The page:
Statistical Analysis

For each reading of each eye of each patient, the error was calculated as the absolute value of the divergence from the interpolated true size. To test whether pupillometer measurements were more accurate than manual measurements, the difference between the examiners' errors for each reading of each eye was calculated, summarized by medians and 95% confidence intervals, and tested by the nonparametric Wilcoxon signed-rank test. These appeared to be the most appropriate methods because the differences in errors appeared to be abnormally distributed, and random effects models found little within-patient or within-eye correlation in the error differences.

Spearman rank correlations were used to quantify the dependence of errors for each method on the interpolated true pupil size. The between-examiner standard deviation (SD) provides a measure of repeatability that does not depend upon the interpolated true sizes. The between-examiner SD were calculated for each method among the three or four examiners who consecutively measured a patient data. These data then were summarized by medians and the difference between methods tested by the Wilcoxon signed-rank test.

For pupil reactivity, each method was classified as producing agreement if all of the three or four examiners consecutively evaluating the eye found the same result. Agreement rates were compared using McNemar's test for matched dichotomous data. Analyses done separately for nurse examiners and physician examiners produced qualitatively similar results to the pooled analyses presented here.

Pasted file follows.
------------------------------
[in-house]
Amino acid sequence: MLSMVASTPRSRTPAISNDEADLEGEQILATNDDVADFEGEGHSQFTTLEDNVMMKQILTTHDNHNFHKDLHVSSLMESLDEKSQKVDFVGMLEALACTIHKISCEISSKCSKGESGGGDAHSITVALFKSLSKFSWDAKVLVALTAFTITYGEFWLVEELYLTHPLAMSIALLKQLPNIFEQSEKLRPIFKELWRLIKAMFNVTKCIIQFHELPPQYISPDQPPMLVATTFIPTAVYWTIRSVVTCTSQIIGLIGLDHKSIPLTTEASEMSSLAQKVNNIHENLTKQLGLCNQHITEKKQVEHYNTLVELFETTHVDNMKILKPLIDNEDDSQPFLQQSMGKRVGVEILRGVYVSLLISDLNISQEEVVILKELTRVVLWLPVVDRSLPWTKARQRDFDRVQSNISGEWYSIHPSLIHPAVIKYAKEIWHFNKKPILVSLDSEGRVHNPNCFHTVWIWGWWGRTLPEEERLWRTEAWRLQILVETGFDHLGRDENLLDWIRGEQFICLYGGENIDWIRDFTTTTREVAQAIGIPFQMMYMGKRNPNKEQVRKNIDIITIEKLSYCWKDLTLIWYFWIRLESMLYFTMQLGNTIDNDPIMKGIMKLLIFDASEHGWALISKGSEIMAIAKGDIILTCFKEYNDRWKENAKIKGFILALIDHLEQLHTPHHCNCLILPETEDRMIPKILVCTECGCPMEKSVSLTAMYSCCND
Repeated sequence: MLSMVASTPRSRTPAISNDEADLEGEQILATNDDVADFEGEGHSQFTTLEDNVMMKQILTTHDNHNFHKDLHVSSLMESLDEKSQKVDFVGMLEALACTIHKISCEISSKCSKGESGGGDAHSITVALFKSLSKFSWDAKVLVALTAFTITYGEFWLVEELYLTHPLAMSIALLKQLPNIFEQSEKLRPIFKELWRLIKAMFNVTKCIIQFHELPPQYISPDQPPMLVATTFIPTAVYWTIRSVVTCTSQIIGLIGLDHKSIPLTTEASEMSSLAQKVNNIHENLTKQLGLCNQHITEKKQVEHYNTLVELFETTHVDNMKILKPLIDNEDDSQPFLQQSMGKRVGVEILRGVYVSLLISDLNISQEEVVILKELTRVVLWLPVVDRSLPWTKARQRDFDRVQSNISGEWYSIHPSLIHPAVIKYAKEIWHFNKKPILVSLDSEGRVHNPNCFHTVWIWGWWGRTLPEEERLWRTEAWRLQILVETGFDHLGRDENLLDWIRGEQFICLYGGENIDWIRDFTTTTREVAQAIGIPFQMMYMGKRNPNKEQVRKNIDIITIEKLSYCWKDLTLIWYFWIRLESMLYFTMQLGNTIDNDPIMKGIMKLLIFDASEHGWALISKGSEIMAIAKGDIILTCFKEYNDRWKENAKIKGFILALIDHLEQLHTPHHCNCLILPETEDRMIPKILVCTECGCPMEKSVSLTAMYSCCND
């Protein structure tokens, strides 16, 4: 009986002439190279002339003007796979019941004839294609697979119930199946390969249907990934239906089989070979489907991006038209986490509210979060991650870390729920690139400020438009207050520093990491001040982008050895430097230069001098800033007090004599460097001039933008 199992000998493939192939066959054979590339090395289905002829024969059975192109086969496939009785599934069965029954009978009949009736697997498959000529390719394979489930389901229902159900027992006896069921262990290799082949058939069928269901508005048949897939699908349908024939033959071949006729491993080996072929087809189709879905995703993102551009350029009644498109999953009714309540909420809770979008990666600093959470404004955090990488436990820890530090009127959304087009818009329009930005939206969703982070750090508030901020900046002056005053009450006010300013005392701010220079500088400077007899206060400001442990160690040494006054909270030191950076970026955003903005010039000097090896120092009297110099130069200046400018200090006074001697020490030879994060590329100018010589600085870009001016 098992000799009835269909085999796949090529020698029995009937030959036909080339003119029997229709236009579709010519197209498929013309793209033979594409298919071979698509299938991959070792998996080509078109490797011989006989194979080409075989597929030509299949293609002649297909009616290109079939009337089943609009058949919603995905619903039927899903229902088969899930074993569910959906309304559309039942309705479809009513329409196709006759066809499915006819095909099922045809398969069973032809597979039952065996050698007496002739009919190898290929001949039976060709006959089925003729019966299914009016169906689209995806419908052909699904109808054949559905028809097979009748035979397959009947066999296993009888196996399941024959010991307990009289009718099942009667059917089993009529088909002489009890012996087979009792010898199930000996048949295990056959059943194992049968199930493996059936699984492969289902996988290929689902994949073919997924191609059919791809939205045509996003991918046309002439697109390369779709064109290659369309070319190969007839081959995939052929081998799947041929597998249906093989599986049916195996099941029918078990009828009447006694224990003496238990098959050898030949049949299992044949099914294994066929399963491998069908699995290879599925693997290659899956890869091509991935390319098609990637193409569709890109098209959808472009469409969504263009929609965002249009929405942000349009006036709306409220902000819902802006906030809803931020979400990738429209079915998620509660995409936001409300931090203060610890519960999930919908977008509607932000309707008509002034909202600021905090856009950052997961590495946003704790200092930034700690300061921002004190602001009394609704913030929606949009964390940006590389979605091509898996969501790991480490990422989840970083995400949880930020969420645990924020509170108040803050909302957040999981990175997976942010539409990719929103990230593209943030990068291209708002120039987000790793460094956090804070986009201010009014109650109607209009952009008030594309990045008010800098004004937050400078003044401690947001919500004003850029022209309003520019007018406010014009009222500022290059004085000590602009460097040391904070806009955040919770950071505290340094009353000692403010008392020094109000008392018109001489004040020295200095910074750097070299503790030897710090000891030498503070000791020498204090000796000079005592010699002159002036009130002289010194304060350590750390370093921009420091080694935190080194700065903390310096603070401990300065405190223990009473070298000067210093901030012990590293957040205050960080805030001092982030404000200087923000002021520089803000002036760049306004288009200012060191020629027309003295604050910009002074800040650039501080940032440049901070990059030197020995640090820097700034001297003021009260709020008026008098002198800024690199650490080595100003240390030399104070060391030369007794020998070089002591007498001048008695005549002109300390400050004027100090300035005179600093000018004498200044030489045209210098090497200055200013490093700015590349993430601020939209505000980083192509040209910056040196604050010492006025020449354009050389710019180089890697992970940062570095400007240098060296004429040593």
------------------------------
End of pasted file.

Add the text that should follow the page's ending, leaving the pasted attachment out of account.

Ten patients had acute intracranial processes, including hemorrhagic stroke or traumatic brain injury. The remaining 10 patients had other illnesses, including acute pancreatitis, necrotizing fasciitis, and pneumonia. Five complete sets of measurements were deleted from the analysis because the pupillometer was unable to register a reading due to factors such as scleral edema. Seventeen patients were heavily sedated, receiving continuous infusions of propofol, fentanyl, lorazepam, ketamine and/or midazolam (Table 1). Three patients had Glasgow Coma Scale (GCS) scores of 3-5 and did not receive any sedatives.

Pupil Size

The error in pupillary size measurement was greater for the manual examination than the pupillometer (Table 2). The median absolute error of the manual measurement compared with the interpolated true size was 0.50 mm, 95% confidence interval (CI) 0.47-0.60 mm. The median absolute error of the pupillometer measurement compared with true size was 0.23 mm (CI 0.20-0.27 mm). The median difference in error of the manual examination was greater than the error of the pupillometer by 0.27 mm, with p < 0.0001; that is, the median improvement in accuracy of the pupillometer over the manual examination was 0.27 mm (CI 0.20-0.30 mm).

In addition, the degree of error in pupillary measurement increased with the size of the pupil for both modes of measurement (Table 2). The variability of the pupillary size measurements among examiners as described by the standard deviation in pupillary size measurements was greater for the manual examination than for the pupillometer (Table 2). The median standard deviation in manual size measurements among examiners for each patient, group, and side of measurement was 0.58 mm (CI 0.50-0.58 mm), whereas that of the pupillometer was 0.15 mm (CI 0.12-0.25 mm). The between-examiner SD also increased with pupil size. (Fig 2).